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A sociological analysis of movement anarchism

The black flag means negation, anger, outrage, mourning, beauty, hope, and the fostering and sheltering of new forms of human life and relationship on and with the earth. This book aims to destroy many of the assumptions and stereotypes about anarchism, anarchists, and anarchist movements. It introduces Mario Diani's definition of a social movement: networks of individuals and organizations, united by some shared identity, that engage in extra-institutional action with the interest of changing society. Social movements must be composed of individuals. The book provides new insights into individual participants in anarchist movements by investigating what the micro-level characteristics of contemporary anarchists are, and how these characteristics differ from those of anarchists in past movements. The anarchist movement can be interrogated from many vantage points (especially macro- and meso-analyses), in both longitudinal and cross-sectional contexts. The book explores the usefulness (or lack thereof) of social movement theories for understanding anarchist movements. It challenges the assumption that the state is a strategic location of opportunity from the perspective of radical, anti-state movements. The essential dimensions of "new social movement" (NSM) theories are discussed, with highlights on the differences between the contemporary anarchist movement and other NSMs. The book also explores ideas from major social capital theorists, and considers the value of social capital. Whereas most sociological research on anti-authoritarian diffusion and isomorphism has focused on mainstream organizations or reformist social movements, anarchist movements pose a particular challenge to the earlier findings focused on the non-anarchists.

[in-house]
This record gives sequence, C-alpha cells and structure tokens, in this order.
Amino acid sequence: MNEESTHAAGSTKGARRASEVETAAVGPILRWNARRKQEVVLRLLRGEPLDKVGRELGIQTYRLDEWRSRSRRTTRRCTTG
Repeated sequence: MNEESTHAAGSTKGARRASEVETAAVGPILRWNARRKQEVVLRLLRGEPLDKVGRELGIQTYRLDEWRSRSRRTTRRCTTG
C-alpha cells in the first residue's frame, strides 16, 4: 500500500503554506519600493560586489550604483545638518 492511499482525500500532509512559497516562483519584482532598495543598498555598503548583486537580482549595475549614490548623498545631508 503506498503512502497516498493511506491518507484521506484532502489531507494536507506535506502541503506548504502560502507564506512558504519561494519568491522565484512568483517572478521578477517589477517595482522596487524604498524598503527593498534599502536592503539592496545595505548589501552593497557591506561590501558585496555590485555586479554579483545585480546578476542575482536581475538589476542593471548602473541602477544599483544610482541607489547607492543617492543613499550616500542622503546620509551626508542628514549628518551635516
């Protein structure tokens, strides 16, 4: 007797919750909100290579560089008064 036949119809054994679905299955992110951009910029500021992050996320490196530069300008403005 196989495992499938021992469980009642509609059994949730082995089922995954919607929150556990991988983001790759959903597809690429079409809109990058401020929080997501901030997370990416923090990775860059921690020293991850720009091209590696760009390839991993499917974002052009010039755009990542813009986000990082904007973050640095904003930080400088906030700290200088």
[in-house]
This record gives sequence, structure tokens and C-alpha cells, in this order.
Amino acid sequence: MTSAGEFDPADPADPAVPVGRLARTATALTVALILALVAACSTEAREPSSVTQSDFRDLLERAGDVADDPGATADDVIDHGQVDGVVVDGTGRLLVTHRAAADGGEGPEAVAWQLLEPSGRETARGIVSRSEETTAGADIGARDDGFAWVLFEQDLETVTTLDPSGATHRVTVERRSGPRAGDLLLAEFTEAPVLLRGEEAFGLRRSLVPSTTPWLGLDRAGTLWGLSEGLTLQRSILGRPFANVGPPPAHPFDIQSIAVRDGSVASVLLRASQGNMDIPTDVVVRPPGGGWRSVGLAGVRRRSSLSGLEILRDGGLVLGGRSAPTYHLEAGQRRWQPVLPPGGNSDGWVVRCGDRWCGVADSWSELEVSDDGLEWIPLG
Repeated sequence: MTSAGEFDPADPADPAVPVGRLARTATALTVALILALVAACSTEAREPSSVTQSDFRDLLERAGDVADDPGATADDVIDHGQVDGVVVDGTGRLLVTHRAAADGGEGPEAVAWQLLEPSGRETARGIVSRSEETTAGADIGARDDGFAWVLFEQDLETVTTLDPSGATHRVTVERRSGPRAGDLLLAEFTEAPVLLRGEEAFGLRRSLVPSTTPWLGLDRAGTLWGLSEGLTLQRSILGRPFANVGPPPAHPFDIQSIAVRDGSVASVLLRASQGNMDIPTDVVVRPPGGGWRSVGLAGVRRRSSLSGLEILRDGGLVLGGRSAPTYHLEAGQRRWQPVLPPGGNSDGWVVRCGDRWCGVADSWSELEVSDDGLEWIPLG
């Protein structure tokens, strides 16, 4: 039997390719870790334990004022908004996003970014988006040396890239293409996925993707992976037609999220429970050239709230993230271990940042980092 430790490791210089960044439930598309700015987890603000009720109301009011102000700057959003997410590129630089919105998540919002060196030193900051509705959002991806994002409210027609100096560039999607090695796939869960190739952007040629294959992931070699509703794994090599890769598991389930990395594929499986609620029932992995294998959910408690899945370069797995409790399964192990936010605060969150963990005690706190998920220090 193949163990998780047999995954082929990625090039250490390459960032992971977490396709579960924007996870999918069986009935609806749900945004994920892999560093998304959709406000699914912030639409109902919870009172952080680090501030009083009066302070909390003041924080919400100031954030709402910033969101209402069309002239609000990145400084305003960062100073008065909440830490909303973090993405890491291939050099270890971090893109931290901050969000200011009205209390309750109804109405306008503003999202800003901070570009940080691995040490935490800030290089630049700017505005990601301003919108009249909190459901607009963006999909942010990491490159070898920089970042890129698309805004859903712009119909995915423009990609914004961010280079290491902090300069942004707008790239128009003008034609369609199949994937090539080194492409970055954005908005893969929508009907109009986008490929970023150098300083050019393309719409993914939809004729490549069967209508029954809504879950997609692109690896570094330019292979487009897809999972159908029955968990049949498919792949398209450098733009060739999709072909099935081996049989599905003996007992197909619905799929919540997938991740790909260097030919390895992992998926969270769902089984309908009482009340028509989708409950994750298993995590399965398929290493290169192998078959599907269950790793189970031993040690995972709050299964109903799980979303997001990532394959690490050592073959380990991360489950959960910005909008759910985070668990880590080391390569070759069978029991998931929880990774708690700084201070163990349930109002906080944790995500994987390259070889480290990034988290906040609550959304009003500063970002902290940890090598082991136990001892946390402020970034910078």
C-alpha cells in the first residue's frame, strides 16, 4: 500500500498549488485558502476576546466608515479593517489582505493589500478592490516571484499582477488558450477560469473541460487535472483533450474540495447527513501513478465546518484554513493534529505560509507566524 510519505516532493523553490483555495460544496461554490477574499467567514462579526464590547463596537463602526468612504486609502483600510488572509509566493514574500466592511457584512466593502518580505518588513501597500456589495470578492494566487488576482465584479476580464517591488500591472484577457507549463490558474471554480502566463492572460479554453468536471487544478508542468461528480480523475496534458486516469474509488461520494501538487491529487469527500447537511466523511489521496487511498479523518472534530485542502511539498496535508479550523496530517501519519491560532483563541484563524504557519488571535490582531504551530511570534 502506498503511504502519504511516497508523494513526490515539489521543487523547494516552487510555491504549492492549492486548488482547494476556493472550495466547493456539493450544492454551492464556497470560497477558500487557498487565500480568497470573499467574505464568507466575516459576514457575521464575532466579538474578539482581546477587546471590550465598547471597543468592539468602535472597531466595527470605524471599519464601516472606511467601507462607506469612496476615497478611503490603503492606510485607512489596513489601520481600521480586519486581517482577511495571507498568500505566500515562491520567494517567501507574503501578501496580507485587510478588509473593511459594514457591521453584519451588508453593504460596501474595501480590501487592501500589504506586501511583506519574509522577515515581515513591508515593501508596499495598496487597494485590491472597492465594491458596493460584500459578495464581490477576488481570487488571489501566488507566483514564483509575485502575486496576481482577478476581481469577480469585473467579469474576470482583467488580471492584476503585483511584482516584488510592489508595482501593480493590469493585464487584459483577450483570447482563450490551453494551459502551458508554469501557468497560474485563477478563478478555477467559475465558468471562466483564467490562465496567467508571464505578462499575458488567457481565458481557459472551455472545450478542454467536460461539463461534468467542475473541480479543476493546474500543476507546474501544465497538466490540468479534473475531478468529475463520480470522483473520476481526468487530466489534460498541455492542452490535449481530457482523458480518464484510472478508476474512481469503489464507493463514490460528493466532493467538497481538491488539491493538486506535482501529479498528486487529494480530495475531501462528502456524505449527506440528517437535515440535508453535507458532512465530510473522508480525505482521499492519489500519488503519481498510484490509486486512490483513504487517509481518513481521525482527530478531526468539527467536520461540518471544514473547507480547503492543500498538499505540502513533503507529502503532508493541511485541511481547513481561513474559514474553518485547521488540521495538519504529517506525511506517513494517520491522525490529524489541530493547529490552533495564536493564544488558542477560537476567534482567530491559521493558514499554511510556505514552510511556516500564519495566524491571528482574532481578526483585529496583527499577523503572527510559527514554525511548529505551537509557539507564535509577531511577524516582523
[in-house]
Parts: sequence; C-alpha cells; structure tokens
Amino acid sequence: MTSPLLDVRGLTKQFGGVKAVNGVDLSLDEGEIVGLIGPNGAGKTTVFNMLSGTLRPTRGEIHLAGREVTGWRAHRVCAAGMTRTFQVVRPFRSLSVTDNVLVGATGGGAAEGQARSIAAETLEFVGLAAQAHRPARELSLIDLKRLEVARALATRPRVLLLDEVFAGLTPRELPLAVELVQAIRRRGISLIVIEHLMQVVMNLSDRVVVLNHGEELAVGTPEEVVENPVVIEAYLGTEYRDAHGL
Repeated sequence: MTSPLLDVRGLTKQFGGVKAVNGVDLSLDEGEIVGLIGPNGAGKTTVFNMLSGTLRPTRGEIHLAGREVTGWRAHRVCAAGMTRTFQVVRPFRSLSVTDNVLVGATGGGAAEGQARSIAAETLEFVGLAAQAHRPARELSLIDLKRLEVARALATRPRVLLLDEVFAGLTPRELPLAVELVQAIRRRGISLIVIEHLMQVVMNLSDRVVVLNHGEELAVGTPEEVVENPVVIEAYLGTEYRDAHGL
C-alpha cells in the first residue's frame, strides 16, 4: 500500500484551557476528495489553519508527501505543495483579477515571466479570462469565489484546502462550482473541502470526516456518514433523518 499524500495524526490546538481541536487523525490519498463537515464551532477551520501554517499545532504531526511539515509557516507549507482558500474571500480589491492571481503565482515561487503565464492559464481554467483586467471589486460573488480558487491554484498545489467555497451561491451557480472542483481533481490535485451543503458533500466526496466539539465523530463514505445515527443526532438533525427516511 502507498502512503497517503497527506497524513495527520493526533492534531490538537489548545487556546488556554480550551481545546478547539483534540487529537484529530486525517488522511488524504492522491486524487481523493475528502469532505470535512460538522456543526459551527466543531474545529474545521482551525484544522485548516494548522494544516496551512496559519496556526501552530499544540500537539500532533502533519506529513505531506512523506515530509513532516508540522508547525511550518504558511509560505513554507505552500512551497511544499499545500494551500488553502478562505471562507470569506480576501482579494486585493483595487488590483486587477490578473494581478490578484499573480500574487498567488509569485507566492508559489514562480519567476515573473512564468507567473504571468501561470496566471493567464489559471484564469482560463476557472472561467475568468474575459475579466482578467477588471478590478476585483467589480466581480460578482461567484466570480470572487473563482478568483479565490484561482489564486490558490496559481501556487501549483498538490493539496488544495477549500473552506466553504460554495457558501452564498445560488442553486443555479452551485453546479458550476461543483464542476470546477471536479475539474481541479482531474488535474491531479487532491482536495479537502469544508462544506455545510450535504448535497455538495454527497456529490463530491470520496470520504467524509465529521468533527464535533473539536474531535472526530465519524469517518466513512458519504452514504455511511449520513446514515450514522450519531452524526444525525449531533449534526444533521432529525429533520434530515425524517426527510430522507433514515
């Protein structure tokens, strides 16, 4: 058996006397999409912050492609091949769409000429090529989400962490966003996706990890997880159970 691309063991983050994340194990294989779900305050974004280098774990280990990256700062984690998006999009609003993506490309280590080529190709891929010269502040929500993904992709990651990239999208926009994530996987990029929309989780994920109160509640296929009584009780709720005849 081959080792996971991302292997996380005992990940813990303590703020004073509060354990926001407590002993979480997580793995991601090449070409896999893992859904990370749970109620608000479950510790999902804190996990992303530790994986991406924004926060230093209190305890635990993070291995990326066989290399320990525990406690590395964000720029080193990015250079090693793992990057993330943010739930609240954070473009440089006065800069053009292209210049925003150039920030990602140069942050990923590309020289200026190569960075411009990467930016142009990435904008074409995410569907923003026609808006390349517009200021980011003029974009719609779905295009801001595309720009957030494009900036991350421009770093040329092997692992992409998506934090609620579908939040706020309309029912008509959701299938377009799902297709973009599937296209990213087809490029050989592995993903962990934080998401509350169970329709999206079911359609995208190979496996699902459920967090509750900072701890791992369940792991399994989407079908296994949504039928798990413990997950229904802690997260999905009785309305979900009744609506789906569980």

others). In reality, this is far from true. Anarchists prefer to work on projects, in groups, or within relationships where their participation (and everyone else’s) is voluntary, not coerced, and where the power relations are equally balanced and power is not monopolized by a small group of people (Ehrlich 1996; Graeber 2009; Milstein 2010; Shantz 2010; Ward 1996). This is not only possible, but is the standard operating procedure in anarchist movements. The social phenomenon at the crux of this conception of organization is social capital. Social capital theory has

in Black flags and social movements

, like risks, scale, strategy, and timing of movements. In subsequent chapters I more intensively apply social movement theories to anarchist movements, specifically political opportunity, new social movements, and social capital theories (Chapters 5, 6, and 7). An appropriate orientation is taken toward 84 PART II: THEORETICAL INTERPRETATION developing “better theories”: conserving and improving what is good (of both American and European scholarly origin), and building better theories in response to currently unaddressed concerns. Finally, this chapter explores

in Black flags and social movements